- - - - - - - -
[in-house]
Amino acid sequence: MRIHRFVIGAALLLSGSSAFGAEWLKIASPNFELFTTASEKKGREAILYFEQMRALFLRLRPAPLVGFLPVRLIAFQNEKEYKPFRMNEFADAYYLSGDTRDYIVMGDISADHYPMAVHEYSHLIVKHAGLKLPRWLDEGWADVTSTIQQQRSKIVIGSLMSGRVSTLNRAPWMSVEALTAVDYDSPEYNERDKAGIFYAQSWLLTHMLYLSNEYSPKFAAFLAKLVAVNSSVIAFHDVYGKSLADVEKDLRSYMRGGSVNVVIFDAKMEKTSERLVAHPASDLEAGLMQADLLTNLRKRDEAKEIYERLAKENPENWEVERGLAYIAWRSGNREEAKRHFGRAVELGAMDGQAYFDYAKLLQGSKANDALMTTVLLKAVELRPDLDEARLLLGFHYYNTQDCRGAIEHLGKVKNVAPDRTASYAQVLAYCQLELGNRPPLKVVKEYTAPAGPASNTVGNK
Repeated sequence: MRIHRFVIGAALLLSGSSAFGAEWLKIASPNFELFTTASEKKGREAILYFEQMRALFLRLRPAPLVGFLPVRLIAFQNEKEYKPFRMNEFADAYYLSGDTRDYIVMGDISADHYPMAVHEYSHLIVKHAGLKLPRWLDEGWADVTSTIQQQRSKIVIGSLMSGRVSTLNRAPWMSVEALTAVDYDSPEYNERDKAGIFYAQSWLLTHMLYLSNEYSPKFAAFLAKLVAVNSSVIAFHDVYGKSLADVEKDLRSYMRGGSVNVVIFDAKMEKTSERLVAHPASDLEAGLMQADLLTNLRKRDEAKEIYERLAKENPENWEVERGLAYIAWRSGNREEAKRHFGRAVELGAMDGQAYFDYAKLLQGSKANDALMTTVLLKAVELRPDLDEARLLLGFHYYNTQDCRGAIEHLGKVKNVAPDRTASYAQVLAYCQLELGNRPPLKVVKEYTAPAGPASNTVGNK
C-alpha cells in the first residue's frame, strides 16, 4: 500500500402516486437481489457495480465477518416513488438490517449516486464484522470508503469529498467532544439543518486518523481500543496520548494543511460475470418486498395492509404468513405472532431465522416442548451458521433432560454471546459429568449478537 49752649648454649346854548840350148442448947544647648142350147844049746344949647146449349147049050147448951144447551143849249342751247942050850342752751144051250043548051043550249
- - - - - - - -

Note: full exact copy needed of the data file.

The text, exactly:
[in-house]
Amino acid sequence: MRIHRFVIGAALLLSGSSAFGAEWLKIASPNFELFTTASEKKGREAILYFEQMRALFLRLRPAPLVGFLPVRLIAFQNEKEYKPFRMNEFADAYYLSGDTRDYIVMGDISADHYPMAVHEYSHLIVKHAGLKLPRWLDEGWADVTSTIQQQRSKIVIGSLMSGRVSTLNRAPWMSVEALTAVDYDSPEYNERDKAGIFYAQSWLLTHMLYLSNEYSPKFAAFLAKLVAVNSSVIAFHDVYGKSLADVEKDLRSYMRGGSVNVVIFDAKMEKTSERLVAHPASDLEAGLMQADLLTNLRKRDEAKEIYERLAKENPENWEVERGLAYIAWRSGNREEAKRHFGRAVELGAMDGQAYFDYAKLLQGSKANDALMTTVLLKAVELRPDLDEARLLLGFHYYNTQDCRGAIEHLGKVKNVAPDRTASYAQVLAYCQLELGNRPPLKVVKEYTAPAGPASNTVGNK
Repeated sequence: MRIHRFVIGAALLLSGSSAFGAEWLKIASPNFELFTTASEKKGREAILYFEQMRALFLRLRPAPLVGFLPVRLIAFQNEKEYKPFRMNEFADAYYLSGDTRDYIVMGDISADHYPMAVHEYSHLIVKHAGLKLPRWLDEGWADVTSTIQQQRSKIVIGSLMSGRVSTLNRAPWMSVEALTAVDYDSPEYNERDKAGIFYAQSWLLTHMLYLSNEYSPKFAAFLAKLVAVNSSVIAFHDVYGKSLADVEKDLRSYMRGGSVNVVIFDAKMEKTSERLVAHPASDLEAGLMQADLLTNLRKRDEAKEIYERLAKENPENWEVERGLAYIAWRSGNREEAKRHFGRAVELGAMDGQAYFDYAKLLQGSKANDALMTTVLLKAVELRPDLDEARLLLGFHYYNTQDCRGAIEHLGKVKNVAPDRTASYAQVLAYCQLELGNRPPLKVVKEYTAPAGPASNTVGNK
C-alpha cells in the first residue's frame, strides 16, 4: 500500500402516486437481489457495480465477518416513488438490517449516486464484522470508503469529498467532544439543518486518523481500543496520548494543511460475470418486498395492509404468513405472532431465522416442548451458521433432560454471546459429568449478537 49752649648454649346854548840350148442448947544647648142350147844049746344949647146449349147049050147448951144447551143849249342751247942050850342752751144051250043548051043550249